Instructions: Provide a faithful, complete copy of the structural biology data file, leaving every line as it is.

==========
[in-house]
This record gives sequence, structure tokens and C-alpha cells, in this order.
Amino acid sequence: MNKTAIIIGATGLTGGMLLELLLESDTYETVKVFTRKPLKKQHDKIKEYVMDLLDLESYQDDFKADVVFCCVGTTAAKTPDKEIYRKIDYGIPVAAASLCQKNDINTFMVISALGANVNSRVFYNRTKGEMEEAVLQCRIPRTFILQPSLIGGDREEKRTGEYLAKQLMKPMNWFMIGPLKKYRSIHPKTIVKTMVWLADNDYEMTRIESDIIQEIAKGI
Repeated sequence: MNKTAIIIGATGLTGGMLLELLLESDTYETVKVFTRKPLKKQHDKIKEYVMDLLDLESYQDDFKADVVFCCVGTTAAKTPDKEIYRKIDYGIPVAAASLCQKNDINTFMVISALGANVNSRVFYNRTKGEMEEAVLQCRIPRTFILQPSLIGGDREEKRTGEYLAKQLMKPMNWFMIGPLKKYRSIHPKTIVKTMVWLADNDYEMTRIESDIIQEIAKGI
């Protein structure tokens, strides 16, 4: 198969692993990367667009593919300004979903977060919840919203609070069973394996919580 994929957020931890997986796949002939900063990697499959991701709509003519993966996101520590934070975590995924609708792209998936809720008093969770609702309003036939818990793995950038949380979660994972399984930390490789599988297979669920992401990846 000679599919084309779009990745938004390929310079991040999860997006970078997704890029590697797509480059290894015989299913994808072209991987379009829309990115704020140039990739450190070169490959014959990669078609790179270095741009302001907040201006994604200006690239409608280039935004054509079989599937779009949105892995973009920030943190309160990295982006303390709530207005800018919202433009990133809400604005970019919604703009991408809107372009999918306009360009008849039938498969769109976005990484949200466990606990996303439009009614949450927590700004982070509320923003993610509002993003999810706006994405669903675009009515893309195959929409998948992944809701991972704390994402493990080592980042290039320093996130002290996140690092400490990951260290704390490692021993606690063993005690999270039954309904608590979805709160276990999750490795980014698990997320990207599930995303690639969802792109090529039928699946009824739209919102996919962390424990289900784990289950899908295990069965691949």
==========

[in-house]
This record gives sequence, structure tokens and C-alpha cells, in this order.
Amino acid sequence: MNKTAIIIGATGLTGGMLLELLLESDTYETVKVFTRKPLKKQHDKIKEYVMDLLDLESYQDDFKADVVFCCVGTTAAKTPDKEIYRKIDYGIPVAAASLCQKNDINTFMVISALGANVNSRVFYNRTKGEMEEAVLQCRIPRTFILQPSLIGGDREEKRTGEYLAKQLMKPMNWFMIGPLKKYRSIHPKTIVKTMVWLADNDYEMTRIESDIIQEIAKGI
Repeated sequence: MNKTAIIIGATGLTGGMLLELLLESDTYETVKVFTRKPLKKQHDKIKEYVMDLLDLESYQDDFKADVVFCCVGTTAAKTPDKEIYRKIDYGIPVAAASLCQKNDINTFMVISALGANVNSRVFYNRTKGEMEEAVLQCRIPRTFILQPSLIGGDREEKRTGEYLAKQLMKPMNWFMIGPLKKYRSIHPKTIVKTMVWLADNDYEMTRIESDIIQEIAKGI
């Protein structure tokens, strides 16, 4: 198969692993990367667009593919300004979903977060919840919203609070069973394996919580 994929957020931890997986796949002939900063990697499959991701709509003519993966996101520590934070975590995924609708792209998936809720008093969770609702309003036939818990793995950038949380979660994972399984930390490789599988297979669920992401990846 000679599919084309779009990745938004390929310079991040999860997006970078997704890029590697797509480059290894015989299913994808072209991987379009829309990115704020140039990739450190070169490959014959990669078609790179270095741009302001907040201006994604200006690239409608280039935004054509079989599937779009949105892995973009920030943190309160990295982006303390709530207005800018919202433009990133809400604005970019919604703009991408809107372009999918306009360009008849039938498969769109976005990484949200466990606990996303439009009614949450927590700004982070509320923003993610509002993003999810706006994405669903675009009515893309195959929409998948992944809701991972704390994402493990080592980042290039320093996130002290996140690092400490990951260290704390490692021993606690063993005690999270039954309904608590979805709160276990999750490795980014698990997320990207599930995303690639969802792109090529039928699946009824739209919102996919962390424990289900784990289950899908295990069965691949």